Spanish breakfast pricing:
Churros and chocolate - 4 EUR



As we move away from Europe and into Asia, there is no better place to start than Japan. A traditional Japanese breakfast consists of a selection of small savoury plates, otherwise known as a breakfast set. Picture salmon, miso soup, rice, pickled vegetables and tofu. If this doesn’t tickle your tastebuds at 7 am, why not try tamagoyaki, which is a sweet omelette. 

Japanese breakfast pricing:
Breakfast set - 300 JPY
Tamagoyaki - 100 JPY



In Singapore, each day revolves around food. Many will start their day with bowls of noodles or meat and rice dishes. Alternatively, a sweeter start is kaya toast, a toasted sandwich spread with jam made of coconut milk, eggs and pandan leaf. Topped off with a coffee, this is a great way to start your daily food escapades.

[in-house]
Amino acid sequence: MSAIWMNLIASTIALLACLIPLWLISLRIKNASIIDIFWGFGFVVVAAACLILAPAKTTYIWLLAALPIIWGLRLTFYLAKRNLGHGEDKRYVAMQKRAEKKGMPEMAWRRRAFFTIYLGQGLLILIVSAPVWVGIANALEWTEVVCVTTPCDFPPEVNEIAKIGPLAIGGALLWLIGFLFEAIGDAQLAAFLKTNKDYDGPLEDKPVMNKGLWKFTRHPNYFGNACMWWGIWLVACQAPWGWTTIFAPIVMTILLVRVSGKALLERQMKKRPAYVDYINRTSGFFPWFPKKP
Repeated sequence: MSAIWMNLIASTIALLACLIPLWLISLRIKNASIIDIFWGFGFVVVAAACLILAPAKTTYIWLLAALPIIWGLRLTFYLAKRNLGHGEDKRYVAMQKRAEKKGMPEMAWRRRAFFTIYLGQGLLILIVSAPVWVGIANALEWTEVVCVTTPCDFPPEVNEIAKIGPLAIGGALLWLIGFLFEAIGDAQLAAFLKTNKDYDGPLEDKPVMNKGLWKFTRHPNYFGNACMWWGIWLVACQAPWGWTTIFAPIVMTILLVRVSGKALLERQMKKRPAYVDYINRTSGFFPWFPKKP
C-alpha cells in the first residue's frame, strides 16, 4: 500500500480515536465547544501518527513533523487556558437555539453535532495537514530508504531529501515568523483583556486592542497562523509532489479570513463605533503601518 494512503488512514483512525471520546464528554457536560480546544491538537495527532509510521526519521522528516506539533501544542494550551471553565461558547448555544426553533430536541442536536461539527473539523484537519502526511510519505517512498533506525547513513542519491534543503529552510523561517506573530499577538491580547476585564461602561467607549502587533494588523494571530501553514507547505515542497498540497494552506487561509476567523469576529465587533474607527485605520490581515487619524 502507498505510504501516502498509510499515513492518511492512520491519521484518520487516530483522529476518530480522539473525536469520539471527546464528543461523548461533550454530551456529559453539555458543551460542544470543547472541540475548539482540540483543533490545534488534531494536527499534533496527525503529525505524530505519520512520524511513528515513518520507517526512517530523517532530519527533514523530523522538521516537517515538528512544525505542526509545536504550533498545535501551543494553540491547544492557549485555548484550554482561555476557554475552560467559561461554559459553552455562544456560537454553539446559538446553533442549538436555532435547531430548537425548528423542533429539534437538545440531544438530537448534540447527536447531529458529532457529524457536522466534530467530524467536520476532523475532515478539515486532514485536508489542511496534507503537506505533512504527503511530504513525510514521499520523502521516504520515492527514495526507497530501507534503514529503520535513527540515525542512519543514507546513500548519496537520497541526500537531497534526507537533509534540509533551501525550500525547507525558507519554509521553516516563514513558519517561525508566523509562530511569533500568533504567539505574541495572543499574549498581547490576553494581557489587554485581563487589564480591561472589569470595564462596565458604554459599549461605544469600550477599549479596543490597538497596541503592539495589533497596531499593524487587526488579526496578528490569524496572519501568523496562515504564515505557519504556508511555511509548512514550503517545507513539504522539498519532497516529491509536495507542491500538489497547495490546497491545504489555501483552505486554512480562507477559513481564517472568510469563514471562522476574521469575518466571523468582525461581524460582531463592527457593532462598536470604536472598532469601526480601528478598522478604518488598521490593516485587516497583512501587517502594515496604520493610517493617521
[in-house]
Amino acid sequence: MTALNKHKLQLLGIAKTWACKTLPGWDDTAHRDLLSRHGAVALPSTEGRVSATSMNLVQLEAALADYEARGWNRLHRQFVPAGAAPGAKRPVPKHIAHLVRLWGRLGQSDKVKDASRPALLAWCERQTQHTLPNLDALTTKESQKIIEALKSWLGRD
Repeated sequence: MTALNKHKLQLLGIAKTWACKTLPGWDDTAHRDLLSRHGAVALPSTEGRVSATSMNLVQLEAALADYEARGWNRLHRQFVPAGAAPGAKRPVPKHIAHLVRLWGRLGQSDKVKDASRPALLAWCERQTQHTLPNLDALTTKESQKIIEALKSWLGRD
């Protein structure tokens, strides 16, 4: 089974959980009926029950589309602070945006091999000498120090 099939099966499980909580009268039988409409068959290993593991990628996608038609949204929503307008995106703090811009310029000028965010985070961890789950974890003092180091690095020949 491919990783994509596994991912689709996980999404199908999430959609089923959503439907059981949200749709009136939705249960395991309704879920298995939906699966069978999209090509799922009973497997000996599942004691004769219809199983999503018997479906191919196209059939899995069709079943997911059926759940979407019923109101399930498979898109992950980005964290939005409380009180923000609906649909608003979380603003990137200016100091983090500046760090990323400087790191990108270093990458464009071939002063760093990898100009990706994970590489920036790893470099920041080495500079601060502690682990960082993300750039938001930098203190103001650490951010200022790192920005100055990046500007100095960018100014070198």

Singapore breakfast pricing:
Rice and meat - 3 SGD
Kaya toast - 2 SGD



The Taiwanese start their day with fresh soy milk known as dòu jiāng served hot in winter and cold in summer. The milk is then paired with savoury pancakes, dough fritters or dumplings. Feeling extra flirty? Dump your fritters into the milk. You’re welcome. 

Taiwanese breakfast pricing:
Dòu jiāng - 25 NT
Pancakes - 80 NT
Dough fritters - 50 NT
Dumplings - 85 NT


The Philippines are blessed with incredible fruit, especially mangoes. Oh gosh, the mangoes are amazing. While there, I had a mango shake for breakfast, lunch and dinner. 

Anway, mangos aside, a traditional Philippino breakfast consists of fruit (mangos + other fruits that I forgot because the mangos were so good), rice, little sausages, eggs and meat.